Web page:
So, I've had a few people interested in knowing how I made the sprites for Sires of War/making sprites using 3D modeling programs in general. So, I'll go over how I handle things when I make mech sprites. The general idea is that I mock up a render in Blender that looks close to what I want, add some shaders to get steps of color, render it out to a small image size with no anti-aliasing, and then import it to GIMP or Asesprite to touch things up. The game requires very specific colors in a sprite in order to know how to recolor it, so I have to go through and replace practically every pixel by hand. There are often details that need to be changed as well, to accentuate particular features more clearly, but that gets into the more tedious details.
I used Blender for the initial 3D model. I'm still using Blender 2.79b because, well, I simply haven't upgraded yet. Also, I render things in the internal blender rendering engine, instead of using cycles render, because blender render gives a more cartoony and sharp look. Cycles render is preferred because it is useful to make things look realistic. In a pixel-art game like Into the Breach, realism isn't a priority. Generally, I do some modeling and get things into a rough shape of what I'm looking for. Sometimes I also go overboard and add more detail than will ever be seen in the final product. For an example, take a look at the havoc mech model I originally put together.
Now, 3D modeling is it's own sort of skill to build up, but I like it because of the precise control of shapes and sizes. My first few attempts at modeling something were sketchy. But you just scrap the first few attempts and start again, trying to figure a little bit more out each time. If you want tutorials, I recommend Blender Guru's Youtube Channel for introductions to Blender. If you want to learn by googling, I recommend looking at beginner tutorials to pick up terminology so that you can more easily know what to search for.
So, I set up the render, arrange the scene, add some lighting, position the camera, add some materials to the model, and then export it as a png at a resolution of 120x104. The render settings are that anti-aliasing is turned off, the background (under shading) is set to transparent, and sometimes freestyle is turned on to add black outlines around the render. I've actually stepped back from doing this lately because the outlines often cover up details and I will be adding outlines in GIMP later anyways. There are three materials that I use. Each one has specular intensity set to 0 and diffuse intensity set to 1.
On the first material, the diffuse uses a constant color ramp with #869278 at position .85, #434844 at position .4, and #222422 at position 0.
On the second material, the diffuse uses a constant color ramp with #887E44 at position .7, #3F4B32 at position .3, and #1D281F at position 0.
On the third material, the diffuse uses a constant color ramp with #DD8D8C at position 0.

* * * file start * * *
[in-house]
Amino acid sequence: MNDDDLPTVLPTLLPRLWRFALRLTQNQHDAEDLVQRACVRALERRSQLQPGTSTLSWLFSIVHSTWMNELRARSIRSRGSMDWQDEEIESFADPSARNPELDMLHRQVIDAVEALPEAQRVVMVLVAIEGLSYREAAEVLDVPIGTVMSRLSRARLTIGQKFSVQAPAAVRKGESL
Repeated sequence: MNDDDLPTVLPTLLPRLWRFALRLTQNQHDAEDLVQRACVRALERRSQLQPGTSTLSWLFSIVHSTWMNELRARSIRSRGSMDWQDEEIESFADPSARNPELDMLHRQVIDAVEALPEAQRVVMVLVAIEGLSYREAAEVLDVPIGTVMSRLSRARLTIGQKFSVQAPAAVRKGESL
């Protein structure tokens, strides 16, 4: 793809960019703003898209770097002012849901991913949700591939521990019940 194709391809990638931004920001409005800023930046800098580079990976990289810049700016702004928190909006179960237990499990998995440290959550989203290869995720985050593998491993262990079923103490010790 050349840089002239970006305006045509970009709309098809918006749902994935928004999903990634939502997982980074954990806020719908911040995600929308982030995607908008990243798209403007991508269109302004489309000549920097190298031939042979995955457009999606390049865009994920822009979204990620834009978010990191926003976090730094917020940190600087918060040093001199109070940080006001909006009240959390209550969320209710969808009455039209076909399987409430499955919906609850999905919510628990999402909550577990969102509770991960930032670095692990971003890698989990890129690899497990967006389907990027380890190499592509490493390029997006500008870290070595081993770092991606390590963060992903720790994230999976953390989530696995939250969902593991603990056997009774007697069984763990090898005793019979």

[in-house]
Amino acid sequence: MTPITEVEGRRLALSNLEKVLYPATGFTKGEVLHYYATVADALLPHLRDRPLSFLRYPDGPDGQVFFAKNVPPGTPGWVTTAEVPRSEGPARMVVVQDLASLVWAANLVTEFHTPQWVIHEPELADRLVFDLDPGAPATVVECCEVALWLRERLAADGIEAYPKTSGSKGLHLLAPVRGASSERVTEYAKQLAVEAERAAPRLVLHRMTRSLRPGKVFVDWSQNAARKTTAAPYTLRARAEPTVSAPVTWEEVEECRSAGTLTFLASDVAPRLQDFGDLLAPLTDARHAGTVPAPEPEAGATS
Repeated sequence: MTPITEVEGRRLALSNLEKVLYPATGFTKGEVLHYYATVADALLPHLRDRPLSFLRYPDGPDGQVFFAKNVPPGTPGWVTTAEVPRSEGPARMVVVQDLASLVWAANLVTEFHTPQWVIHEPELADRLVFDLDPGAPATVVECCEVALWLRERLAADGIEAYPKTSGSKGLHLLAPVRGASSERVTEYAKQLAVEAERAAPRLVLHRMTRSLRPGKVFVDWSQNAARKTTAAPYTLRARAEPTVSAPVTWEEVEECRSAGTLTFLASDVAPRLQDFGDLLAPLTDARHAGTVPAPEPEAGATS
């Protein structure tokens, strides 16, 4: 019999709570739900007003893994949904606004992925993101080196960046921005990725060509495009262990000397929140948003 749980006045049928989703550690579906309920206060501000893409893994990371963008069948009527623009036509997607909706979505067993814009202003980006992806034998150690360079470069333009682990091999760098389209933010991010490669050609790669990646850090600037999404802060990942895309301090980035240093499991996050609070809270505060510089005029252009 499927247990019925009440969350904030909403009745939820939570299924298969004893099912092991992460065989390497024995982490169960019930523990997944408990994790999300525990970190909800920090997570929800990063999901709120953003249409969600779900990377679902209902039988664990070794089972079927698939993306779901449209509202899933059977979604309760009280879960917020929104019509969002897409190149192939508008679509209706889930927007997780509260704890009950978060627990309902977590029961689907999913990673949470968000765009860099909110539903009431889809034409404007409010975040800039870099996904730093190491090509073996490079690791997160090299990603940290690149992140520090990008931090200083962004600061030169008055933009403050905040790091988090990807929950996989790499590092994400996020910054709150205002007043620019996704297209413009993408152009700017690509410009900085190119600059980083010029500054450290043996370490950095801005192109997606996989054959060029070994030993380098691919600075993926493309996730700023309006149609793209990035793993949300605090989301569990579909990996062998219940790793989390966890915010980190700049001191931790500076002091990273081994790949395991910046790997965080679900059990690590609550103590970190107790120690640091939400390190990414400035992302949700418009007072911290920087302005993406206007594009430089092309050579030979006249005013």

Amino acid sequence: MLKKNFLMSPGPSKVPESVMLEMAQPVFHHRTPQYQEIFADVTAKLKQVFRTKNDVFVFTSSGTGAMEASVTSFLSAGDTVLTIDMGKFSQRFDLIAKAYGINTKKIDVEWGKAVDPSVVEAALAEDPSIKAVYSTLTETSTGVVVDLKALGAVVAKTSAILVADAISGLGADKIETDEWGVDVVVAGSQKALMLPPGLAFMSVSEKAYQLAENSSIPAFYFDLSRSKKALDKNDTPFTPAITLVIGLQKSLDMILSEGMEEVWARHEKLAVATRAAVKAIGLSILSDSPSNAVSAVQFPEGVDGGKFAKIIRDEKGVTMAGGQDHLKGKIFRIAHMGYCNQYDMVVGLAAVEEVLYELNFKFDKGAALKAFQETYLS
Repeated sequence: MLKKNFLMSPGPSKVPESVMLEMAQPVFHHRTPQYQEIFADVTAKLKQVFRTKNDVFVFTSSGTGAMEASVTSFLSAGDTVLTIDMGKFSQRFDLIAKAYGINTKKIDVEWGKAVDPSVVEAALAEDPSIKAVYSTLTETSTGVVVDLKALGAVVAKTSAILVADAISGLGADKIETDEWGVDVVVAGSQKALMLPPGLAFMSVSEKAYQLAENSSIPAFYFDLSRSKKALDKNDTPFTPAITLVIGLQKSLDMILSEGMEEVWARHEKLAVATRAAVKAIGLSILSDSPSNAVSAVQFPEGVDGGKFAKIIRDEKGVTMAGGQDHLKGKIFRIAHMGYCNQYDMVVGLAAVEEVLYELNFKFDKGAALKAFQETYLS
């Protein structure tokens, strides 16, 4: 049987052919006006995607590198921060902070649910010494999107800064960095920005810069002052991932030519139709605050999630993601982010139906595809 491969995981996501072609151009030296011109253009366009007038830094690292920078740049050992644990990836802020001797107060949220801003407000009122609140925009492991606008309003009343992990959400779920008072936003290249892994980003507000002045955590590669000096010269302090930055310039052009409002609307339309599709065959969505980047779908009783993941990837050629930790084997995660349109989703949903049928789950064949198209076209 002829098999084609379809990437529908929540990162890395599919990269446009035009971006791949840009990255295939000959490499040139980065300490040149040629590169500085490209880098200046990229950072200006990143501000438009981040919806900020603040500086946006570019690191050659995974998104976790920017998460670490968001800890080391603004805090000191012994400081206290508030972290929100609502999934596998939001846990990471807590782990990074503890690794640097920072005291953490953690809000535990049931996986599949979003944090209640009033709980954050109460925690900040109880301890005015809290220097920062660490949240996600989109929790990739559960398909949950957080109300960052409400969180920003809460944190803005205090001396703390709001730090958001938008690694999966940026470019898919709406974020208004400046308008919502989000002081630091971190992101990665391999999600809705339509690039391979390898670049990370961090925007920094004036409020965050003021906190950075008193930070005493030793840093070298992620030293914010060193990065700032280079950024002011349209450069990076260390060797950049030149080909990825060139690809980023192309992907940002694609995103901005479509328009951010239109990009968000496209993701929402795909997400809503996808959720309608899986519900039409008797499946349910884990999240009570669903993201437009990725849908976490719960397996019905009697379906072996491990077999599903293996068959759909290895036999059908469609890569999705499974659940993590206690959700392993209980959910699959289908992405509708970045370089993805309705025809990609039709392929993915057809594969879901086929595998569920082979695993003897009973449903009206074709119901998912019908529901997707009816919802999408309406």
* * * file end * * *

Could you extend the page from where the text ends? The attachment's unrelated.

Sometimes I use an orthographic camera. Sometimes I use perspective. It depends what looks better in the moment.
Either way, once I get the render made, I take it over to GIMP or Asesprite (I've mainly used GIMP in the past, but I recently got Asesprite so I might use that more in the future) and shrink the image to 60x52 pixels, with no interpolation. It's important to specify no interpolation in GIMP because otherwise you get all these weird artefacts in your final image and it's just more work to get things working correctly. Also, in GIMP, I'll set up my eraser to have Dynamics Off and Hard Edge on, so that I can just click on a pixel with a "size 1" eraser and that pixel goes away. Also, I like to have the Threshold for Select by Color set to 0 because that helps to identify pixels which are slightly off color.
Color is very important when making an Into the Breach sprite. When you render something with a 3D modeling program, it tries to model lighting at least somewhat accurately, and so you will easily get a variety of different colors in your initial render. However, the game, when recoloring sprites, looks for specific colors in the png and replaces them. There is a palette of 8 colors the game looks for. If a sprite has any pixels that are not one of those eight colors, changing the color scheme will not recolor those pixels. The 8 colors are the colors used by the Rift Walkers squad. All sprites need to be drawn in these colors in order for the game to recolor them correctly. Below is an image of these colors, courtesy of Discord user Alcom Isst.
Also, outlines for sprites use the color #020201.
Now, using these colors, the most time consuming part of the process is going through and manually setting the individual colors of the sprite. But with the render, there is very little guesswork. You just look at the color of the pixel in the render and replace it with the most appropriate color from the 8. Once that's done, you add a shadow in #000000 at 50% opacity, and you get a pretty good-looking sprite.
I use 60x52 for the dimensions of my sprites, but any size is valid. In fact, most mod makers will go for smaller sprites than that. Different pawn/structure types require different images. Mechs specifically need a standard version, a version with no shadow, a highlight for the hangar, an idle animation, a broken sprite, a water sprite, and a broken water sprite. Now, any of these sprites can be animations, but I won't get too deep into how to make animations here. I'll just mention that an animation is essentially several sprites next to each other on a long image, and the game goes through and looks at each sprite in sequence. You can make an animation as long as you want.
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